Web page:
What you formally learned in school will never carry you through the demands of your career and personal life. That includes all your college degrees and professional certifications.
Why is that?
The answer is complicated. Do you have the ability to answer that yourself with what you learned maybe ten years ago? Twenty-five years ago?
I had always hoped as an educator that I was contributing to someone’s perpetual learning ability when they left the structure of formal schooling. That was always one of my goals, even though I could never measure it.
Look around the office today. Think for a minute about those you work with. How many of them would you consider curious lifelong learners? Then ask yourself if you would include yourself in that group.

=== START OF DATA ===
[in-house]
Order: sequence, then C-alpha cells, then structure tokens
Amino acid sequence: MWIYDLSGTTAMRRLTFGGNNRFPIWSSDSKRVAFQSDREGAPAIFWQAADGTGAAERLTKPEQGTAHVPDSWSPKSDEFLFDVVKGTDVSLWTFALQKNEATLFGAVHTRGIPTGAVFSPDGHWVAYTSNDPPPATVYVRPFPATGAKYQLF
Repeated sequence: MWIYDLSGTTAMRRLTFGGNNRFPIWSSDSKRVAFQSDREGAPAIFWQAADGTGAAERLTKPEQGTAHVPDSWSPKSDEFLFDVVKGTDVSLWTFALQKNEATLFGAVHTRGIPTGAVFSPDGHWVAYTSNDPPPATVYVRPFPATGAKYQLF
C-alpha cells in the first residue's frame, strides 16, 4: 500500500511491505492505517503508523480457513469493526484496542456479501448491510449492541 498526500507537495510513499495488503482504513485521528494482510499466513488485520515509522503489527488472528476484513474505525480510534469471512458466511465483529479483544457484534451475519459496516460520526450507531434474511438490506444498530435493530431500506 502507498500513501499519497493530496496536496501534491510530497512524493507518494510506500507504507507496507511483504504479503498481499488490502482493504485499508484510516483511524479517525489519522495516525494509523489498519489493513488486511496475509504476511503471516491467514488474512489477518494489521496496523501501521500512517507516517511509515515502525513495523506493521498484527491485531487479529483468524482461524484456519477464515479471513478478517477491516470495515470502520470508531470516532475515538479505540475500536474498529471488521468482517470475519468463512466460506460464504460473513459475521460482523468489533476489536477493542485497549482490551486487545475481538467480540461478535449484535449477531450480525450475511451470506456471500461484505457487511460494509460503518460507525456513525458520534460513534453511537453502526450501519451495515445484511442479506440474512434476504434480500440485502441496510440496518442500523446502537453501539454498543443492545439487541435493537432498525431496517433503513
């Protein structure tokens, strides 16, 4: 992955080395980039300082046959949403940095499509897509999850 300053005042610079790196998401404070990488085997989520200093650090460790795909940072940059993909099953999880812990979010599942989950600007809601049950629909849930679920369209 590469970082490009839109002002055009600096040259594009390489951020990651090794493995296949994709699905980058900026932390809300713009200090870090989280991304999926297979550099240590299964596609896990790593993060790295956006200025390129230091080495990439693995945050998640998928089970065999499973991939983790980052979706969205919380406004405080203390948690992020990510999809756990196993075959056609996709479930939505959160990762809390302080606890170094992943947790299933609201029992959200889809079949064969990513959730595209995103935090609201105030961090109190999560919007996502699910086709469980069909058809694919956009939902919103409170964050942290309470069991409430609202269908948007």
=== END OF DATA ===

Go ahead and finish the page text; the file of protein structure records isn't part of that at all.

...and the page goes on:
Here’s one test to see if it is true.
Let’s say you are part of a law firm. Take a selection from Langston Hughes called Thank you, M’am. Ask around to see who would enjoy reading and discussing it together during at extended lunch hour. See how many takers you find.
Try this wherever you find yourself and gather with a few others to discuss something you know little about like Ai and ChatGPT, or how to create more engaging Zoom meetings using Breakouts.
If the most current memory you have of deepening your understanding of something is more than six months in the past, you are in danger of becoming obsolete. You can change that within an hour if you choose to.
What are you excited to learn about today?